So much promise, so little delivery.
Will Wright may be considered by some as a genius of the gaming industry. While I have never got to attend any of his talks, I have on occasion watched footage from some of them, and have come to think of him as a theoretical genius. Will is exactly the type of guy you want thinking in a tank about what game concepts could be. Just don't let him actually have an in-depth role on the actual creation process.
Arguably Spore's main draw is the creature creator. It allows you to easily make very distinct and different beings with a lot of personality. Unfortunately unlike the pre-released download not all of the parts are unlocked, and you must actually find them in the world. This limits you to the parts you find by befriending or killing other creatures and the ones you randomly come across. These parts also have stats associated with them. During your first play through the stats compel you to add on a bunch of goofy crap to improve your stats. However, once you leave stage 3 the stats no longer discernibly affect anything, leaving you with a creature with a bunch of superfluous junk all over them and no way to remove it. In-fact your creature stops evolving all together after the third stage with only a color scheme change to adjust the way it looks.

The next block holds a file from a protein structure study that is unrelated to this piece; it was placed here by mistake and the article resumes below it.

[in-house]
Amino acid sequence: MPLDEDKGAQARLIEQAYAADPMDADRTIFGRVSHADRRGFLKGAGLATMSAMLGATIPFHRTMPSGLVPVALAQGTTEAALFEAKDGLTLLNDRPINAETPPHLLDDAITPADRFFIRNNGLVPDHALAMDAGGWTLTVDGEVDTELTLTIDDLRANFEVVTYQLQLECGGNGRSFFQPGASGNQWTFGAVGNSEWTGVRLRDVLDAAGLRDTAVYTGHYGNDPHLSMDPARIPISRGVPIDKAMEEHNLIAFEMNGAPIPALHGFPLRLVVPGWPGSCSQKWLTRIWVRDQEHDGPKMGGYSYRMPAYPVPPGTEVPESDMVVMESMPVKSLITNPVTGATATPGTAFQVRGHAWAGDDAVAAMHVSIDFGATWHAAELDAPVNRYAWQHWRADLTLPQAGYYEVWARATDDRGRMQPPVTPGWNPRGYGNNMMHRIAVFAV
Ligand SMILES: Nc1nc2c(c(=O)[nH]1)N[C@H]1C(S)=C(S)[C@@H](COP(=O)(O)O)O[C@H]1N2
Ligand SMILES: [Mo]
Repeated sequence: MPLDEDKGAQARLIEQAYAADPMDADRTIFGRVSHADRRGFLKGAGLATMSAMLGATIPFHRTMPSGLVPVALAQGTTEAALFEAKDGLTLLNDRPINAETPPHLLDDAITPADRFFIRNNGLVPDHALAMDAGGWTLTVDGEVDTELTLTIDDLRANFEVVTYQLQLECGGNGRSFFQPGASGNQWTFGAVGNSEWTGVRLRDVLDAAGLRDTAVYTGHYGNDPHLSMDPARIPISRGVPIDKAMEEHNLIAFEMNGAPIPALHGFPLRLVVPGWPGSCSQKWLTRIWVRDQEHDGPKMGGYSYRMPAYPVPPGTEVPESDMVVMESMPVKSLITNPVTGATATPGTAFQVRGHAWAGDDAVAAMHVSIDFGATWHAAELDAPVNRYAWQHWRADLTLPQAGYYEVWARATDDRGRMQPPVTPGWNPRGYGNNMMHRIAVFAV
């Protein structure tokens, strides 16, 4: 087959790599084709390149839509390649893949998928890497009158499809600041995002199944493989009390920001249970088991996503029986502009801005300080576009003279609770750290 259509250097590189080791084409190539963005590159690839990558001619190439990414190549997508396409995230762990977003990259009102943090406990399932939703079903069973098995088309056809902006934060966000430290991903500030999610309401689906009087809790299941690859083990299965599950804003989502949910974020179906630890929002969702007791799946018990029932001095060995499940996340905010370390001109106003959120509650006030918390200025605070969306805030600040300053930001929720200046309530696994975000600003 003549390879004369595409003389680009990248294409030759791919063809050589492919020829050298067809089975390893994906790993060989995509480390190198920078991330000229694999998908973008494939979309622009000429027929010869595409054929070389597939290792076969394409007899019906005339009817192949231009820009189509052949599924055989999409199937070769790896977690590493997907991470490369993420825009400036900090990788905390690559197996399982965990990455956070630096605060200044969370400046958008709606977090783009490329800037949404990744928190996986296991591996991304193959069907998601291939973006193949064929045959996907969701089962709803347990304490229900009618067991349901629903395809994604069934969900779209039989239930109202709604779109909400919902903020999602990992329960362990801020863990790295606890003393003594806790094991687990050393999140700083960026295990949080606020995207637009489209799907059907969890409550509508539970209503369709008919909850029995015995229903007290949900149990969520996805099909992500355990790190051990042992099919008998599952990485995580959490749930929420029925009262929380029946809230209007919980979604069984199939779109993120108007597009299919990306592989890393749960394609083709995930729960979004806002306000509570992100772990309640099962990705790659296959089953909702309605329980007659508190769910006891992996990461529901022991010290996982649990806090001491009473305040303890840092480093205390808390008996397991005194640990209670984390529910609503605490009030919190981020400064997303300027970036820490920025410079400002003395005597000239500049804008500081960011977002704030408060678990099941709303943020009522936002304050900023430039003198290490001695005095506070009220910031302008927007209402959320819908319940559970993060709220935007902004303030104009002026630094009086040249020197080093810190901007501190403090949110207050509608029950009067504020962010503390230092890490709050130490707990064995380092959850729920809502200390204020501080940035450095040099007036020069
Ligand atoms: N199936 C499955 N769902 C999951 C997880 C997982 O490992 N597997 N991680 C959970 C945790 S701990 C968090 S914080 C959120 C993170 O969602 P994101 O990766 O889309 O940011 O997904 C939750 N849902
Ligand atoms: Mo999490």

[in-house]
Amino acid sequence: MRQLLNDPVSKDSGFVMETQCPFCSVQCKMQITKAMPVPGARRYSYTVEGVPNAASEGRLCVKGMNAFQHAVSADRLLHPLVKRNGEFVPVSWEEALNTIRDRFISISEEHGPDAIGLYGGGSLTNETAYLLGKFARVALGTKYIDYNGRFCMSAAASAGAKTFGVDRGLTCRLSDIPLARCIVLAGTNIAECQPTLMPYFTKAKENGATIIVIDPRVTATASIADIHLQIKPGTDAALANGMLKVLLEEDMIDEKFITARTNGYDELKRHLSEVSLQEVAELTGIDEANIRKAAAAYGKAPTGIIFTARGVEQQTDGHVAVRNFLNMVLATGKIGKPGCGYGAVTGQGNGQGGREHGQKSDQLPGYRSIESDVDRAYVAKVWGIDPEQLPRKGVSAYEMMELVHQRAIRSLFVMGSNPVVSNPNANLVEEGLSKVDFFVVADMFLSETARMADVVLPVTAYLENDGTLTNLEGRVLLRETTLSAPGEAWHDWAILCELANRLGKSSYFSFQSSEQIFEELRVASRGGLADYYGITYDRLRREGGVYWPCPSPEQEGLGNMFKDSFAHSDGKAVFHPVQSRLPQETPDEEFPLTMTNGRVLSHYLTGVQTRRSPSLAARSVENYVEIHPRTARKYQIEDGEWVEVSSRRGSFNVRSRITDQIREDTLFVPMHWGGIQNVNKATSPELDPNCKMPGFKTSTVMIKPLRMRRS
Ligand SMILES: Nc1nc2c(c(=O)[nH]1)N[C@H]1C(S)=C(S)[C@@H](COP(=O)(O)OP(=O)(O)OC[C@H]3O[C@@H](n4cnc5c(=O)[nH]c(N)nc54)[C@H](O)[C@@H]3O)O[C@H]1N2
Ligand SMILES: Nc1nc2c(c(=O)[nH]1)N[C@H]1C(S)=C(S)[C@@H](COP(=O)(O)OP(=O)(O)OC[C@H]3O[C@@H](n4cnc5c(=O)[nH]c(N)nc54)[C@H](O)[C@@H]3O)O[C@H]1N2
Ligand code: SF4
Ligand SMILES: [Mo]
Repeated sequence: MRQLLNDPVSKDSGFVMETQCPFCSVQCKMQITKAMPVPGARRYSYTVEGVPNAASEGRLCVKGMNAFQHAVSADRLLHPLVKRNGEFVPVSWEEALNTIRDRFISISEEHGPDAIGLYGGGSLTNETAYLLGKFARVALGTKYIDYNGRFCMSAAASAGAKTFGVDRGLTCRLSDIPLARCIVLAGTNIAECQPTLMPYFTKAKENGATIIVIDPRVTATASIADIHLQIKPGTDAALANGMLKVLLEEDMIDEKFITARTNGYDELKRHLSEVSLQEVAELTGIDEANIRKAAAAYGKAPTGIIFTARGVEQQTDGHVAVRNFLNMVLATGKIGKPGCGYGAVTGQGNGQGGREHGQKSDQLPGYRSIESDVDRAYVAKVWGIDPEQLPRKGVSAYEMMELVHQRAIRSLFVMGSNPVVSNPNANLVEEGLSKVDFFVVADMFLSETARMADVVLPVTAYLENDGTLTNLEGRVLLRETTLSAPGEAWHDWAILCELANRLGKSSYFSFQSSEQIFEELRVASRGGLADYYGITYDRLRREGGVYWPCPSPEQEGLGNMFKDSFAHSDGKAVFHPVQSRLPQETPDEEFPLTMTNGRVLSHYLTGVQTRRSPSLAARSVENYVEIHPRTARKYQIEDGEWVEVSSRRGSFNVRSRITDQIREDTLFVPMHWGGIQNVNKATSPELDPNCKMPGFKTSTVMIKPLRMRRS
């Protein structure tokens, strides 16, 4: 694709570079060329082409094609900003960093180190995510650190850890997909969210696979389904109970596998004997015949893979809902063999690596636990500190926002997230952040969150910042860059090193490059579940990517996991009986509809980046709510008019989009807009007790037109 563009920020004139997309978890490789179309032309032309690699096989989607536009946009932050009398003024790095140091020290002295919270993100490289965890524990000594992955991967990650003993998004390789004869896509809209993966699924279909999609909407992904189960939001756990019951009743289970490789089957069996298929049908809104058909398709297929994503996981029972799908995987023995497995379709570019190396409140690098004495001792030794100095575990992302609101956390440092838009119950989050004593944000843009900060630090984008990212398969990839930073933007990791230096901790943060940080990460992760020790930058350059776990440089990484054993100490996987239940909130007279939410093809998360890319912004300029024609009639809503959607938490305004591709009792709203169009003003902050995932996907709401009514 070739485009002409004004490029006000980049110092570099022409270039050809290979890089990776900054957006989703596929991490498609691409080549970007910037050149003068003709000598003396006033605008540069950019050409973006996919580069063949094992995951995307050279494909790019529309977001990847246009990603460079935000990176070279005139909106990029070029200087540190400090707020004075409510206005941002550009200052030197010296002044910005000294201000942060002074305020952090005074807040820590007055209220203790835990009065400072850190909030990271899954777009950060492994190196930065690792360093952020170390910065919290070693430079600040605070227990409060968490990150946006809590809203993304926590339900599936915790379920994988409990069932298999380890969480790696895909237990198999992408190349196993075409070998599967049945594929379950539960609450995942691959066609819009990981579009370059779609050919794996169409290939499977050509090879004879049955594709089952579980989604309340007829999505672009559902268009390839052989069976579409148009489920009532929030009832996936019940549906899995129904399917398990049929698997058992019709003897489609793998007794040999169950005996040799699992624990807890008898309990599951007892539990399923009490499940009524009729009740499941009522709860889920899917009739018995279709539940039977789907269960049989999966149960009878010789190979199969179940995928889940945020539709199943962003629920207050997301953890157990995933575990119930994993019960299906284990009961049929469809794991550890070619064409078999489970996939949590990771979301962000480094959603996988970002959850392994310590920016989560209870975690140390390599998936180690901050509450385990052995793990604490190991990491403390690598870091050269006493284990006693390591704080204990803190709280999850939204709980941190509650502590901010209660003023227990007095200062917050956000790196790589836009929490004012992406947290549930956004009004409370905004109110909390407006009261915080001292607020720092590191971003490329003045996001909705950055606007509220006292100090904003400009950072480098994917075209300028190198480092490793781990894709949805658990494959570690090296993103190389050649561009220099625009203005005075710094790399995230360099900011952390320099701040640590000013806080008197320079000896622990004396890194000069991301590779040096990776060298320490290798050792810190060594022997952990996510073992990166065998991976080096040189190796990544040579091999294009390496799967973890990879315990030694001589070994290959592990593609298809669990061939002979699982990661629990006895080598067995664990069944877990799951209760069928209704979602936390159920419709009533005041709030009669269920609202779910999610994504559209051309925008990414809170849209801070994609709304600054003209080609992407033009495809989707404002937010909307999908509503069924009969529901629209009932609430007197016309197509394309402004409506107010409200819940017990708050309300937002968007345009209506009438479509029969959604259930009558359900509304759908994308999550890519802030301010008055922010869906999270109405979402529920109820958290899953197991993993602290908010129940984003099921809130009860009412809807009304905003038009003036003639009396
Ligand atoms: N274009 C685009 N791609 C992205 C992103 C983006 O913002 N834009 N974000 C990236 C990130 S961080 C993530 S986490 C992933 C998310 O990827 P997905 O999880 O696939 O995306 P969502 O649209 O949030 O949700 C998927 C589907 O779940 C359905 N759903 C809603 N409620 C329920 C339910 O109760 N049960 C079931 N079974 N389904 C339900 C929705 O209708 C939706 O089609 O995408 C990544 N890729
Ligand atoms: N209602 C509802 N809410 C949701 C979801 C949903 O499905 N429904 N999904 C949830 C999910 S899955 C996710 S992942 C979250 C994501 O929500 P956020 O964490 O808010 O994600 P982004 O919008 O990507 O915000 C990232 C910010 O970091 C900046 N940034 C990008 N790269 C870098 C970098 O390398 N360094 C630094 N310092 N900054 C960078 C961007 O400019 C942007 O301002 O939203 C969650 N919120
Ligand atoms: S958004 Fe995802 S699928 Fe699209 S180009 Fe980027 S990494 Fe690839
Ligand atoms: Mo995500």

The same creation tools come into effect when you reach the fourth stage and you are tasked with making buildings, cars, planes, and boats. This time however you are given full range of the available pieces to create your master pieces. Like the creature tools there is an impressive range of things that can be made, but unlike the creatures you don't have an emotional involvement with the buildings so the urge to create becomes lessened.
Creation tools aside, Spore fails at being much of a game. It fails like I did in calculus the first time I took it, which is to say hard. The game has major fundamental flaws. Chief in these is that it really seams to have no direction. So loose is the tie that binds the 5 separate parts that it becomes unraveled during the first hour or so.
The first part of the game, the cell stage, is disparagingly simple. You guide your little amoeba around to eat stuff by running into it, and run away from bigger organisms. This part is so sparsely challenging that you can beat it in less than 35 minutes just by holing down the left mouse button and pointing. The second stage is almost as easy as the first; you either make friends with fellow creatures or kill them. Again this stage can be completed in 35 minutes or less by pressing only one button repeatedly.
Stage 3 starts to show a tiny bit more depth by emulating and RTS game. Yet, since it is practically impossible to die or lose all of your creatures it lacks any of the draw of an RTS. Its more like "My First RTS", something that a child, or first time gamer might enjoy for around 10 minutes before labeling it boring and moving on to something else. This is just as good because that’s about as long as it takes to pass this stage. The fourth stage of evolution is just a grander version of stage 3, where you control cars, planes, and boats instead of just creatures.